Euthanasia means “a good death” and “dying well”. A good death means dying with peaceful, painless, lucid and loved ones gathering around. Euthanasia defined as the termination of ill people’s life aim to reduce suffering from incurable and painful disease. Euthanasia classify into two major types, included passive and active. In passive euthanasia ill people dead by withholding of common treatment, such as antibiotics.
It’s your body and you should decide what to do with it. People should not have to suffer through the pain and embarrassment that illnesses tend to cause. The humiliation felt when you are no longer able to control your body, to feel comfortable in your own skin. People should have the right to die if they are miserable and in pain. They should have the right to die when they are ready, if they are ready.
It will indeed ease the financial and psychological burden on the patient and loved ones. It gives the person their right to choose and it should be included in the law books of the CARICOM countries. Euthanasia, in its many forms, is an inherent right that should not be infringed upon through its not being legalized. “Euthanasia refers to choosing a dignified death, rather than one set for the individual, and in a slow and painful manner at that. When palliative care is no longer an option and treatment has failed time and again, the option to choose "the good death" should remain open at all times.
Suppose the patient and doctor decide not to treat the illness and let nature take its course in killing them. This is very common and patients decide not to receive treatment even though they know it will eventually kill them. The next argument is, what would be wrong with allowing euthanasia as a fast and painless death verses a slow deterioration if the ending result of them both is ultimately death. Singer claims, “If there is no intrinsic moral difference between killing and allowing to die, active euthanasia should also be accepted as humane and proper in certain circumstances” (Singer 2011,
They have the right to choose whether they should live or not instead of suffering in their internal prison. Dying slowly only pains the terminally ill person and their family more. Allowing them to choose the way they die instead of succumbing to an illness helps the patient keep their dignity even after death.
We believe that everyone is innocent until proven guilty. Once proven guilty, a person should receive punishment. This is the purpose of the justice system. The whole rule of double jeopardy defies this, not bringing justice to those who deserve it as it forbids for the accused to be tried again. It will be more beneficial to society as a whole if we abolish double jeopardy, to correct the mistakes of the justice system and essential for progression.
The physician has to remain willing to care for and the patient has to remain willing to be cared for and that is a respect for life. PAS neglects that respect for life. Dyck then says that when the respect of life is present in the patient, they seek pain relief methods which have shown to successfully prolong life and ease pain until the illness takes the life of the patient (Dyck, 40). Killing is also a violation of an individual’s inalienable right to life, according to Dyck. He states that suicide leaves adverse effects on those that are intertwined with that individual’s life.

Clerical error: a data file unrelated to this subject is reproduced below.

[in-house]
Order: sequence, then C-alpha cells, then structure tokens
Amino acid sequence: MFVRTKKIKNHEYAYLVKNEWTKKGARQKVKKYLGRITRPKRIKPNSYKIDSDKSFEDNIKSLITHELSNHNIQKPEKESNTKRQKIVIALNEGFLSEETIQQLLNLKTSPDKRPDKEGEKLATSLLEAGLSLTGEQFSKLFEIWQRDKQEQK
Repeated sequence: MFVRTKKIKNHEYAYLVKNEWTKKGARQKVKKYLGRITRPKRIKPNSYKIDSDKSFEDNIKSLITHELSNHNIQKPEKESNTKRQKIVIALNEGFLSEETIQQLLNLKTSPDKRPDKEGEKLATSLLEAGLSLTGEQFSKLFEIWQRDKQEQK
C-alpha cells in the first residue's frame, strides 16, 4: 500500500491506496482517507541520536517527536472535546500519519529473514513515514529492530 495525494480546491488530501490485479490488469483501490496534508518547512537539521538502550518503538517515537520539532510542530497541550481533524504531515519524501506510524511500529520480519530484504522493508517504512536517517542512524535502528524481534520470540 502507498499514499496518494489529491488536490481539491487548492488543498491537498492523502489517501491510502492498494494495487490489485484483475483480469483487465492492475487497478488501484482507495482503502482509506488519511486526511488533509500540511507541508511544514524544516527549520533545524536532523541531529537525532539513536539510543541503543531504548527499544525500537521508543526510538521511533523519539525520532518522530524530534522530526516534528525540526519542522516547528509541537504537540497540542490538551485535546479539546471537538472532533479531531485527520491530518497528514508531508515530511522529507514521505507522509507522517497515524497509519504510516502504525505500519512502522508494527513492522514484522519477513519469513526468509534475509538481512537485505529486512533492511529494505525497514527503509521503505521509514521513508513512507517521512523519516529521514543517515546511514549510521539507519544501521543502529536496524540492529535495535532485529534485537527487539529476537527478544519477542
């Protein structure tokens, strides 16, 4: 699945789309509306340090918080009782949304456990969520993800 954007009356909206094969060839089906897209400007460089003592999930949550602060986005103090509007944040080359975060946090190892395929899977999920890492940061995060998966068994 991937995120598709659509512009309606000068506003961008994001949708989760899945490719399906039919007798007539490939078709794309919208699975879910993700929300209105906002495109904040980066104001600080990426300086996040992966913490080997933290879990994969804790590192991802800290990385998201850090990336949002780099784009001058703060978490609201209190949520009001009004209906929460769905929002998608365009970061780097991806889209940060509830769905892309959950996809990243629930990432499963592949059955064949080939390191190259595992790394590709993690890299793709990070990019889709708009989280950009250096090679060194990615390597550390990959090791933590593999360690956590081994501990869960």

This article talks about physician-assisted deaths from a Kantian theory standpoint, in the article it states that “the decision to ends one’s life is itself not autonomous” (Dinh, 478). Autonomy follows the idea of making own decisions for you, not others without inappropriate influence; Kant believes that this procedure violates autonomy and therefore should not be done. Although the article is slated from Kant’s viewpoint, it is also important to remember the other viewpoint. This topic is morally important in our society because such procedures occur today in our society. In many states and countries, physician-assisted deaths are becoming illegal, but are there benefits to this procedure that outweigh the consequences?
The argument of autonomy and dying in dignity is given prominence by cases such as Diane Pretty and Debbie Purdy, who both argued that “Suffering, indignity, and the loss of independence are undesirable” (Benatar, 2010, p2) and as a result a mentally cognitive individual suffering from chronic illness or terminal illness should be legally allowed to request assisted dying. This ensures that individuals are able to “arrange to die at a chosen time, in privacy and with dignity” (Benatar, 2010, p3). Diane Pretty suffered from Motor Neuron Disease and was experiencing the disintegration of her body, as a result she appealed to the court to allow her husband to help her end her life, but the request was denied (Doyal, 2001, p1079). Diane’s argument was essentially grounded on the value of autonomy and dignity, the reality of her disease meant she would likely suffer from extreme pain and die an undignified death. The rapid degeneration of her body meant that she would become dependent on those around her for the simplest of tasks.
The ideas behind this moral distinction is that in passive euthanasia the doctors are not actively killing anyone but they are just not saving the patients. Most people think that euthanasia can be justifiable, when the patients are facing incurable disease, undergoing suffer, terminally ill and requests for euthanasia as their last wishes. For instance, Somerville (2010) argued that it is important to respect the people’s right of self-determination and autonomy. In other words, people should have the right to choose their time of dying but the state have prevented and stop them from doing it.